FREQUENTLY ASKED QUESTIONS
Q: Must the trading company exist and/or the investment have been made before the visa can be issued?
A: Trade must already be established at the time of visa application. Investments, however, may be prospective, provided that the funds are irrevocably committed to the investment, contingent only upon the issuance of the visa. Investment funds may come from any country, including the United States, as long as they are controlled by the investor.
Q: What is substantial trade?
A: Substantial trade contemplates a continuous flow of trade items between the U.S. and the treaty country. This means numerous transactions rather than a single transaction regardless of monetary value.
Q: What is a substantial investment?
A: There is no fixed amount which is considered “substantial.” A substantial amount of capital constitutes that amount which is ample to ensure the investor’s financial commitment to the successful operation of the enterprise as measured by the proportionality test. The proportionality test compares the total amount invested in the enterprise with the cost of establishing a viable enterprise of the nature contemplated or the amount of capital needed to purchase an existing enterprise.
The investment must do more than merely yield a return capable of supporting the investor and family. A marginal enterprise is an enterprise which does not have the capacity to generate significantly more than enough income to provide a living for the investor, family and other alien employees.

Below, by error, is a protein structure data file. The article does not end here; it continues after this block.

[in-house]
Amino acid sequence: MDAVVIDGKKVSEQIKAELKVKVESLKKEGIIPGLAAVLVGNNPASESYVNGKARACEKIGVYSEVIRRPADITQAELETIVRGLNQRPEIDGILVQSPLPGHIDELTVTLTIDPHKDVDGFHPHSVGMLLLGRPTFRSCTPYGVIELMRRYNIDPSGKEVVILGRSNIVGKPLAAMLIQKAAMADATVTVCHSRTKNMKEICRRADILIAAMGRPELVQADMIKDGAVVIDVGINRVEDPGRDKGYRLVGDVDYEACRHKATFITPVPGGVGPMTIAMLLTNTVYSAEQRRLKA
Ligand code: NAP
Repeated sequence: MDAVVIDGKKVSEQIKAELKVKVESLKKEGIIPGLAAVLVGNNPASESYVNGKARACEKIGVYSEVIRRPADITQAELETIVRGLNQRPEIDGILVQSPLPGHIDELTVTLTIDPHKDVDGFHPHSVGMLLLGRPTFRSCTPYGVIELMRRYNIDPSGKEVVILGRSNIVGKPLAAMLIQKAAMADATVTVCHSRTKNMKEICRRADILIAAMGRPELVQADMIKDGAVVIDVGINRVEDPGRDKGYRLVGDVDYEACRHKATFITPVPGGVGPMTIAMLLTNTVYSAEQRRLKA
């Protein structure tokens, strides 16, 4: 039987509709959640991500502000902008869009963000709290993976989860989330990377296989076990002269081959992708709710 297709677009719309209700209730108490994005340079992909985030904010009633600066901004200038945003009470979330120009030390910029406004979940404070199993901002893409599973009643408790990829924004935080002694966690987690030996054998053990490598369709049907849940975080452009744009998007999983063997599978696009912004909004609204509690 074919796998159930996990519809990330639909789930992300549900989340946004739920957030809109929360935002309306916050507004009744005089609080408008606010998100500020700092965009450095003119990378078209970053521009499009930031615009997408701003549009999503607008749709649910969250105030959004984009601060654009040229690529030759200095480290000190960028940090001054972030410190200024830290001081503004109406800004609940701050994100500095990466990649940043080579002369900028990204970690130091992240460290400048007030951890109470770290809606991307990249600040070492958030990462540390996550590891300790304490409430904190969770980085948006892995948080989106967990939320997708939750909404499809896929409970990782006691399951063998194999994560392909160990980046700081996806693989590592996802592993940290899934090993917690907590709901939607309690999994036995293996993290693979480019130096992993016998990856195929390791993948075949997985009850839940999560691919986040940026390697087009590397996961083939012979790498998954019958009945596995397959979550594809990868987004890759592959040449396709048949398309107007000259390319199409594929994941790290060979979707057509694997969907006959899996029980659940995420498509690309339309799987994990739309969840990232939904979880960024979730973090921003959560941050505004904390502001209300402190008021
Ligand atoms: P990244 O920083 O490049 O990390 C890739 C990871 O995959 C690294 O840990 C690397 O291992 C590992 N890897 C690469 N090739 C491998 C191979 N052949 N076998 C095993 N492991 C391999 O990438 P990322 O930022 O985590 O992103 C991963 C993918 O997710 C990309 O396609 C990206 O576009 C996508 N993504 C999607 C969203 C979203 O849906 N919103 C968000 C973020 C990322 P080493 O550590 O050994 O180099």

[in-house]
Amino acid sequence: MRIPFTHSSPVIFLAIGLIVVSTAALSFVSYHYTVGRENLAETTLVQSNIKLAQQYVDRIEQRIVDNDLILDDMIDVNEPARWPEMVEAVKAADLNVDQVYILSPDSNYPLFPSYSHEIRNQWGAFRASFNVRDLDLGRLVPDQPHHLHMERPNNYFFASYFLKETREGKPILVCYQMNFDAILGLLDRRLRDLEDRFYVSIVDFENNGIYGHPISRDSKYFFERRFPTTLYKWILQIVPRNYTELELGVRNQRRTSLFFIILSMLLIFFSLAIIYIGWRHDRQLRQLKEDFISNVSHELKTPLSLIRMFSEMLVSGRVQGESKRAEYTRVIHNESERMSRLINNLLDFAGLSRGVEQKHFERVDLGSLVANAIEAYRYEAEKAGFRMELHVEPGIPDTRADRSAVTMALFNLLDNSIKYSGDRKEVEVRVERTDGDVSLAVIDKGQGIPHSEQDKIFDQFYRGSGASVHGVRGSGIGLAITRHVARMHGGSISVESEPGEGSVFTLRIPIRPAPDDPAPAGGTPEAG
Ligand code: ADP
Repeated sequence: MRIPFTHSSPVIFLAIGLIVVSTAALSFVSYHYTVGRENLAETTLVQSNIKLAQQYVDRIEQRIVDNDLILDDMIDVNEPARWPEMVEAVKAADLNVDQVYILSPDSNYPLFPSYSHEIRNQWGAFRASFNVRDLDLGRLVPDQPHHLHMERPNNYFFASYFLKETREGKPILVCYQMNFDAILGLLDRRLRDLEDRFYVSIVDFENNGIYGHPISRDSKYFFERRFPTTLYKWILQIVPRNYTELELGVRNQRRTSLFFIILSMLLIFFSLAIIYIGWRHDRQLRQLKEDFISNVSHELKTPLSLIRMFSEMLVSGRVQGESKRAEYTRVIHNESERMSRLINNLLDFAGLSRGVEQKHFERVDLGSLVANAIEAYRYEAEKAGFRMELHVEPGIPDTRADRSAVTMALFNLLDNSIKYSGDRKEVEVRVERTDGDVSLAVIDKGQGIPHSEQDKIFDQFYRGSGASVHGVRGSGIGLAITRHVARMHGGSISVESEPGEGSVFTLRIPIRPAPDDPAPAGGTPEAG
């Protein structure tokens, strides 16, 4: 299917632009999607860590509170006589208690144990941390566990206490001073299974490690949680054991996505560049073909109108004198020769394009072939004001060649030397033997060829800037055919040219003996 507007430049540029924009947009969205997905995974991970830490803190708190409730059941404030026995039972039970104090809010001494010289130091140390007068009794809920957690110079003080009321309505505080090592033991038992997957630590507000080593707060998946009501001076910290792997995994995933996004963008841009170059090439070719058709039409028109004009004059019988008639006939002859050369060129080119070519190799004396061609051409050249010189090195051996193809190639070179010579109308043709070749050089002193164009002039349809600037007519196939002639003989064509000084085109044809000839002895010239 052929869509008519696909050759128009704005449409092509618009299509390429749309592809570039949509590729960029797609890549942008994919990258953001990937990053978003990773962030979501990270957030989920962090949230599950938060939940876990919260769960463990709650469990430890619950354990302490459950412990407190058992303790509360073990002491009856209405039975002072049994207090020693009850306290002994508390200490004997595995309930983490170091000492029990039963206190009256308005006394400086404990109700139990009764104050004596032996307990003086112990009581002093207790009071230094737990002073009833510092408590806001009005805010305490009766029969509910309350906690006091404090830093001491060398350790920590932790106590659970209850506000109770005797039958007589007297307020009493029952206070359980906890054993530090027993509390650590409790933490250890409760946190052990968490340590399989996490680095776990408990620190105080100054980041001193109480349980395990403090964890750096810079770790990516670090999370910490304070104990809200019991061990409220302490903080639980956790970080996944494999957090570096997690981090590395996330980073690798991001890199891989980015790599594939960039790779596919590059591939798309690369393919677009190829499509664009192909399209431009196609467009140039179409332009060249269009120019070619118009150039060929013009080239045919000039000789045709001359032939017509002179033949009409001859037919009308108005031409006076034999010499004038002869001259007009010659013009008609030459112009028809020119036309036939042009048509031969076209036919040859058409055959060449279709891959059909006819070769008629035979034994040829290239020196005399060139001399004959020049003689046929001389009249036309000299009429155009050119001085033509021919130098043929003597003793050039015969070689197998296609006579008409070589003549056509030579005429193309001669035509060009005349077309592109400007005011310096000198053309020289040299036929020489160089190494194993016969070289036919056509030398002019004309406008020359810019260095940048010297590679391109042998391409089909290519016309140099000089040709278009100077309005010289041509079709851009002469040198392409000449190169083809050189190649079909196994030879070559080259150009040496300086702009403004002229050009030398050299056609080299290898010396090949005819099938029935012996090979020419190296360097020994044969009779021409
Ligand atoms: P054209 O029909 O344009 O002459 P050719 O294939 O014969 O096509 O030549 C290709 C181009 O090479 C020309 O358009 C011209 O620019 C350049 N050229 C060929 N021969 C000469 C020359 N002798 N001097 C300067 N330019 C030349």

Q: Are joint ventures permitted?
A: Yes, provided that the individual investor applying for the visa is in a position to “develop and direct” the enterprise. The applicant is in such a position by controlling the enterprise through ownership of at least 50% of the business, possessing operational control through a marginal position or other corporate device, or by other means showing the applicant controls the enterprise.
Q: How long may the Treaty Trader or Investor stay in the U.S.?
A: The applicant must have the intention of departing the U.S. upon conclusion of the commercial activities. Nevertheless, holders of E visas may reside in the U.S. as long as they continue to meet E visa qualifications.
“Essential employees” may remain only as long as their skills are required to operate the business, and only as long as the owner can show either that U.S. workers cannot be trained to duplicate the skills or that the owner is making reasonable efforts to train U.S. workers as replacements.
The maximum length for which an E-1 or E-2 visa can be issued to a citizen of Italy is 5 years. However, whether or not to issue for that length of time is solely the judgment of the consular officer deciding the case.
On initial entry, immigration officials will authorize the length of stay permitted in the U.S., with extensions generally available for as long as the E visa holder and family maintain their E visa status.
Upon expiration of the visa, the trader/investor or employee may apply to renew the visa. There is no limit on renewals, so long as the applicant continues to qualify.
Q: I changed status in the U.S. Can I apply as a renewal?
A: No. Traders/investors who have changed status in the United States with USCIS must follow the steps for all first-time investors. Such a change of status remains valid only while the applicant remains in the United States. Once the applicant has left the United States, he or she requires an E visa to return and resume the running of his or her business. Change of status does not guarantee the issuance of a visa nor does it exempt the investor from the normal process of filing documents in advance with the Embassy in Rome.
Q: How can I apply for my company to be recognized as a vetted company?
A: Embassy Rome identifies these companies independently and does not accept requests or applications to be added to the list of vetted E visa enterprises.